2014 FIBA Women's World Basketball Championship Live Scores
No. 1 Mater Dei loses -- but still alive
So California is starting a new Open Division this year, with the top eight teams from Southern California and the top eight teams from Northern California playing down to a regional champ -- and then the two play for the state Open title.
Naturally, Mater Dei was expected to be in the Open, and battle Windward and Bishop O'Dowd and St. Mary's of Stockton and the other nationally ranked teams for the Open title. Well, Mater Dei lost in the semifinals of the Southern Section playoffs to Etiwanda, by one in OT, and now it gets complicated.
Despite have having 600 schools, the Southern Section only gets four teams in the SoCal Open Division (San Diego, L.A. City and Central sections also can nominate four teams each). Clearly the top two teams in Division I (the highest level) from the Southern Section will move on to the Open, but there are also going to be several other Southern Section division champions. It seems logical, from an administrative point of view, that the first choice for Open Division teams should be Section champs -- of which previous No. 1 in the nation Mater Dei is not. In fact, Mater Dei isn't even a runnerup.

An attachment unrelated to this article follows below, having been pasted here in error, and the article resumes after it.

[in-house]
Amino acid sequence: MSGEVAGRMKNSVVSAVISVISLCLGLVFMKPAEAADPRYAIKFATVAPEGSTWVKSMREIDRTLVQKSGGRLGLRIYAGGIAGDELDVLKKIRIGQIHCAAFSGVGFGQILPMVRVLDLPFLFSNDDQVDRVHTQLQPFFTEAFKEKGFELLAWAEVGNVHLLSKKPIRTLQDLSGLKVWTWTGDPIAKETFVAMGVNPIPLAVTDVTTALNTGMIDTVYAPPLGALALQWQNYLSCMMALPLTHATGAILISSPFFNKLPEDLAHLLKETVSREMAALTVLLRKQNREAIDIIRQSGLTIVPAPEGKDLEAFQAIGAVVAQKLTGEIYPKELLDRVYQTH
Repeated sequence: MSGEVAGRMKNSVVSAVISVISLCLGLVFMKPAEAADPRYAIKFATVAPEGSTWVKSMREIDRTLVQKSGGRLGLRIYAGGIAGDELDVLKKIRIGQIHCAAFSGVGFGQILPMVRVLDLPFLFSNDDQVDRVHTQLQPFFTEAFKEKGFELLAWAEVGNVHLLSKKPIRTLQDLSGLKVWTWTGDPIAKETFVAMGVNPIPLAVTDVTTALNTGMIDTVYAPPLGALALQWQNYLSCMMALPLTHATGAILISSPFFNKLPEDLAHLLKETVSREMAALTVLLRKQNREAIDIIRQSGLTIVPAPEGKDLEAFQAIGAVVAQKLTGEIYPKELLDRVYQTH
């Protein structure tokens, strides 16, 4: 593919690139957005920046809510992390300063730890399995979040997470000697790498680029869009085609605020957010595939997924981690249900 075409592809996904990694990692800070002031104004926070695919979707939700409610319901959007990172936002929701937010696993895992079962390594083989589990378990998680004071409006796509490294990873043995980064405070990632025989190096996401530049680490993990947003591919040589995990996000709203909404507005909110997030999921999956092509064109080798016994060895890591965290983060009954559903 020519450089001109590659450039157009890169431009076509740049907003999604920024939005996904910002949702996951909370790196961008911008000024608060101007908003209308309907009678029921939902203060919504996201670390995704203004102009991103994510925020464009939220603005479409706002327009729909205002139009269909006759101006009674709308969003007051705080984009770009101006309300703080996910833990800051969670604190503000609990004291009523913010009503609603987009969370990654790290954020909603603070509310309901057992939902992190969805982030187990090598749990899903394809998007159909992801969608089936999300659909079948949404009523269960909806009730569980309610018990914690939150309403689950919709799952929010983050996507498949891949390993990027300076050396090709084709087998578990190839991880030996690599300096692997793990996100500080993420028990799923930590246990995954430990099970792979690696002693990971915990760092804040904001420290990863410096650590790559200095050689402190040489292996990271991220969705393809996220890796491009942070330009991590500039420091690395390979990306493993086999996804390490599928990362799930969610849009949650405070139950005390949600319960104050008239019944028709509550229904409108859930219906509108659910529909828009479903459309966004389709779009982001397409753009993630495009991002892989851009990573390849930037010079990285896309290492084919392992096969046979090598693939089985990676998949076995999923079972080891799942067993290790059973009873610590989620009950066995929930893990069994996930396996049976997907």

Mater Dei, though, still should wind up in the Division I playoffs, through which it should coast (it would beat the best NorCal D-1 team by 30, most likely). The Southern Section will send two or more D-1 teams to the Open Division, and then four to the Division 1 bracket, so it's hard to see Mater Dei getting completely left out.
The idea of the Open Division was to create a clear state champ (as well as to get the schools that recruit into their own division), but now it doesn't look like that will happen. And if Mater Dei wins D-1, and Santiago of Corona, say, wins the Open, then which is the best team in California? And who should be nationally ranked where?